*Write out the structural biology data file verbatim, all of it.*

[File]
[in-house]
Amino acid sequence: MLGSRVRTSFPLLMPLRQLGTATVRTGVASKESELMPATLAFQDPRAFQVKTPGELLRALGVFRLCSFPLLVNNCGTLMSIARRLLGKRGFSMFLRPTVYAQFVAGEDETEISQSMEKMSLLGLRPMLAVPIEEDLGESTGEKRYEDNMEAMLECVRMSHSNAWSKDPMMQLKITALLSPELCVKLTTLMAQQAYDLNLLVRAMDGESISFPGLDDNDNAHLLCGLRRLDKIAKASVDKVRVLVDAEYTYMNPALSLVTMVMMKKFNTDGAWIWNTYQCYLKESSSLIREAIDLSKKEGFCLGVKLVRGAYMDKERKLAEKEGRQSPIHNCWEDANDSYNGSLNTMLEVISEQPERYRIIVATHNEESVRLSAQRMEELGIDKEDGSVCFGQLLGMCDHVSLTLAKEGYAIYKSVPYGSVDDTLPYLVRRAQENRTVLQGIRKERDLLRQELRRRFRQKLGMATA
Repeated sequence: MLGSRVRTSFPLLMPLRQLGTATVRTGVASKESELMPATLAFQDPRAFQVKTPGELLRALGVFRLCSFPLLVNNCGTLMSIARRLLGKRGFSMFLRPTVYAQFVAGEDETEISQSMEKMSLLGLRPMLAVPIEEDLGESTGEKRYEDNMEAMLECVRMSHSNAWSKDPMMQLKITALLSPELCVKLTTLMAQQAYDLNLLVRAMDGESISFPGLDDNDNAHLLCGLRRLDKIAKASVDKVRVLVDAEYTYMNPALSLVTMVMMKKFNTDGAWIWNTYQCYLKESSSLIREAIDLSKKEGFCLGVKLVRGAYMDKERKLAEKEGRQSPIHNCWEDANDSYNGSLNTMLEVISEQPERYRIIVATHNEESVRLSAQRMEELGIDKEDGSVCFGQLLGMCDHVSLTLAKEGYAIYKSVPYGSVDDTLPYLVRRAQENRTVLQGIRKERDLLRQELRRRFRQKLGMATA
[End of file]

[in-house]
Amino acid sequence: MLGSRVRTSFPLLMPLRQLGTATVRTGVASKESELMPATLAFQDPRAFQVKTPGELLRALGVFRLCSFPLLVNNCGTLMSIARRLLGKRGFSMFLRPTVYAQFVAGEDETEISQSMEKMSLLGLRPMLAVPIEEDLGESTGEKRYEDNMEAMLECVRMSHSNAWSKDPMMQLKITALLSPELCVKLTTLMAQQAYDLNLLVRAMDGESISFPGLDDNDNAHLLCGLRRLDKIAKASVDKVRVLVDAEYTYMNPALSLVTMVMMKKFNTDGAWIWNTYQCYLKESSSLIREAIDLSKKEGFCLGVKLVRGAYMDKERKLAEKEGRQSPIHNCWEDANDSYNGSLNTMLEVISEQPERYRIIVATHNEESVRLSAQRMEELGIDKEDGSVCFGQLLGMCDHVSLTLAKEGYAIYKSVPYGSVDDTLPYLVRRAQENRTVLQGIRKERDLLRQELRRRFRQKLGMATA
Repeated sequence: MLGSRVRTSFPLLMPLRQLGTATVRTGVASKESELMPATLAFQDPRAFQVKTPGELLRALGVFRLCSFPLLVNNCGTLMSIARRLLGKRGFSMFLRPTVYAQFVAGEDETEISQSMEKMSLLGLRPMLAVPIEEDLGESTGEKRYEDNMEAMLECVRMSHSNAWSKDPMMQLKITALLSPELCVKLTTLMAQQAYDLNLLVRAMDGESISFPGLDDNDNAHLLCGLRRLDKIAKASVDKVRVLVDAEYTYMNPALSLVTMVMMKKFNTDGAWIWNTYQCYLKESSSLIREAIDLSKKEGFCLGVKLVRGAYMDKERKLAEKEGRQSPIHNCWEDANDSYNGSLNTMLEVISEQPERYRIIVATHNEESVRLSAQRMEELGIDKEDGSVCFGQLLGMCDHVSLTLAKEGYAIYKSVPYGSVDDTLPYLVRRAQENRTVLQGIRKERDLLRQELRRRFRQKLGMATA